Another thing that is very important is to have a co-founder. There is nothing wrong in starting alone, but from my own experience and what I have seen with other people, I think it is very necessary to have support. There is always this fear of co-founder conflicts-that the co-founder will ruin me or run away with all the money, betray me etc. All of that can be easily sorted out if you both get along at some level and you have a good and solid agreement when you start out. If you have these two things in place, it will smoothen out your journey. Predominantly, if you have a co-founder, there is this supportive system because what often happens with first time entrepreneurs is that they are adrift alone on the sea, so this way, at least there is somebody else on the boat with them. Even soundboarding ideas off of the other person and getting their perspective is great, because at some level- both of you have vested interests in what you are doing. There are a lot of battles in life which you have to fight alone anyway, but this one you really don’t need to.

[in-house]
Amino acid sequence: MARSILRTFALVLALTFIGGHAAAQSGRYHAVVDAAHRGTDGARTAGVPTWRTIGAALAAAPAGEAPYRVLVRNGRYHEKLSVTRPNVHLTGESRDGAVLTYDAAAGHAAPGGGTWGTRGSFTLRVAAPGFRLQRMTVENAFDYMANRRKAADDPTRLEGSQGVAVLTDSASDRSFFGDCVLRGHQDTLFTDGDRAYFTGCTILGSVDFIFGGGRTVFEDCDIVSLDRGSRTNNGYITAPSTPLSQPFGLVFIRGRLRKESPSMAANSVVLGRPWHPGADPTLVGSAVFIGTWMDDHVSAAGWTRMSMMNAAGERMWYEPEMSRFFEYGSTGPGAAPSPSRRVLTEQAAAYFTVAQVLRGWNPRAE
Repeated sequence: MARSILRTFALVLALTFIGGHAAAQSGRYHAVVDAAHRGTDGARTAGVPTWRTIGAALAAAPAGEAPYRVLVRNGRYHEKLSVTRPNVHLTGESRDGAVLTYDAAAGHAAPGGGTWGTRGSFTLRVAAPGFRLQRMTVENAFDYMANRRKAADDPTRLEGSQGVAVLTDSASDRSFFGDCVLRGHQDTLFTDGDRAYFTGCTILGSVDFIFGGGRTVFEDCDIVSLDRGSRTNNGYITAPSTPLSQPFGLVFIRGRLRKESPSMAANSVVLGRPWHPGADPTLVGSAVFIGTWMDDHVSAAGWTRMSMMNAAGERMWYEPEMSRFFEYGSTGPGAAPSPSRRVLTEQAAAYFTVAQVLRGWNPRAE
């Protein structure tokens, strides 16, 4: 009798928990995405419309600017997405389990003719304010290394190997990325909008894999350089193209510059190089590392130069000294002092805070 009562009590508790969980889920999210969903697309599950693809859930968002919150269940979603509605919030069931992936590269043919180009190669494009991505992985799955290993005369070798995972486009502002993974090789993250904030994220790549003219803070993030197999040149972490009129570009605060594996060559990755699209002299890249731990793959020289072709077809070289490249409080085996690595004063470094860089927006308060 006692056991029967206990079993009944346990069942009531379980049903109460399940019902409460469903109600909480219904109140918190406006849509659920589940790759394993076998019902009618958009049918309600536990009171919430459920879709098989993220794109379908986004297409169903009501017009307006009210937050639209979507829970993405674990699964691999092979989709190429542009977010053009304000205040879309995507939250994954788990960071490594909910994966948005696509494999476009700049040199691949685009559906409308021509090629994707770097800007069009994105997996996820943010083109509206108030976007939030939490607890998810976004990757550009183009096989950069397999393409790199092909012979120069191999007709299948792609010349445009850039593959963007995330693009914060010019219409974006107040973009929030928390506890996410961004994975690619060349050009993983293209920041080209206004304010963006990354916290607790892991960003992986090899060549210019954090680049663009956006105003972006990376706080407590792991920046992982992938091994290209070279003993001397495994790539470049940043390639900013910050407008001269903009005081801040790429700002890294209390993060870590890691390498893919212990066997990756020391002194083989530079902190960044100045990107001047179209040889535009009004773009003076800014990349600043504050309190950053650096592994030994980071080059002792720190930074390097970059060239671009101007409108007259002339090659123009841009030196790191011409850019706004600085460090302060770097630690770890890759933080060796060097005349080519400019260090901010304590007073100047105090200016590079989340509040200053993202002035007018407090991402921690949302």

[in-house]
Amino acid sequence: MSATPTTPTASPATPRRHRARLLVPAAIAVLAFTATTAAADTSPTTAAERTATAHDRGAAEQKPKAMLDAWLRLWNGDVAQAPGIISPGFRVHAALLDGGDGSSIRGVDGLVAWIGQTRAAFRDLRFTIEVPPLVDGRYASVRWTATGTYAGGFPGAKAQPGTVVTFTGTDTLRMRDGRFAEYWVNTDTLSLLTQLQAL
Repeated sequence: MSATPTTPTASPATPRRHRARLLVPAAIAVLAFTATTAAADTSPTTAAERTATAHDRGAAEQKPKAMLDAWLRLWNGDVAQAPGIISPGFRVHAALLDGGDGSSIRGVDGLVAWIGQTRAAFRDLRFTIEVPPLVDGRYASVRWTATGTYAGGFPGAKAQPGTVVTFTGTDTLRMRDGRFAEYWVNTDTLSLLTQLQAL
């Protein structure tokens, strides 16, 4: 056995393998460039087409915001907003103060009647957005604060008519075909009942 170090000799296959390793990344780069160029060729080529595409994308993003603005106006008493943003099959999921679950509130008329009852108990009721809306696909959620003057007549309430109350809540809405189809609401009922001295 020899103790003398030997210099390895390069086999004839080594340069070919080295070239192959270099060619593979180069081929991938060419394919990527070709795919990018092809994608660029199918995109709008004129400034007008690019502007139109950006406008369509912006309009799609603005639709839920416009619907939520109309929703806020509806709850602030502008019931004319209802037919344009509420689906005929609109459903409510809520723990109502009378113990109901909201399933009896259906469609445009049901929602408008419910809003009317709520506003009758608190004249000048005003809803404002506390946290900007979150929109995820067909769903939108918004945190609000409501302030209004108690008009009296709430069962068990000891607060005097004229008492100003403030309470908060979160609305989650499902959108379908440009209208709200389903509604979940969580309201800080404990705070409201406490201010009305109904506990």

FUNDING, CHALLENGES AND FEARS:
9) Now that Merxius has bagged such glory, it won’t be difficult to raise funds. Was it difficult in the initial stages of starting your company? How did you tackle this problem?
To be very honest, we have not actively approached anybody for funding up till now. First, because we were still stabilizing ourselves and second, because we have always been a services company and it becomes difficult to actually come up with a decent valuation in terms of getting funding. MARMO is actually our first product and now it is important for us to get funding because that will help us scale quickly. The way we have grown so far has been very organic, but to grow bigger and faster now, more resources would definitely help. I do think that the accolades and recognition that we have received will help open some doors for us, but nothing really guarantees funding because at the end of the day it is a business proposal and the wavelengths have to match and everybody has to get a fair deal out of it.
10) Were you afraid when Hasan and you began the company? What were the things you were apprehensive of? How do you see those fears today?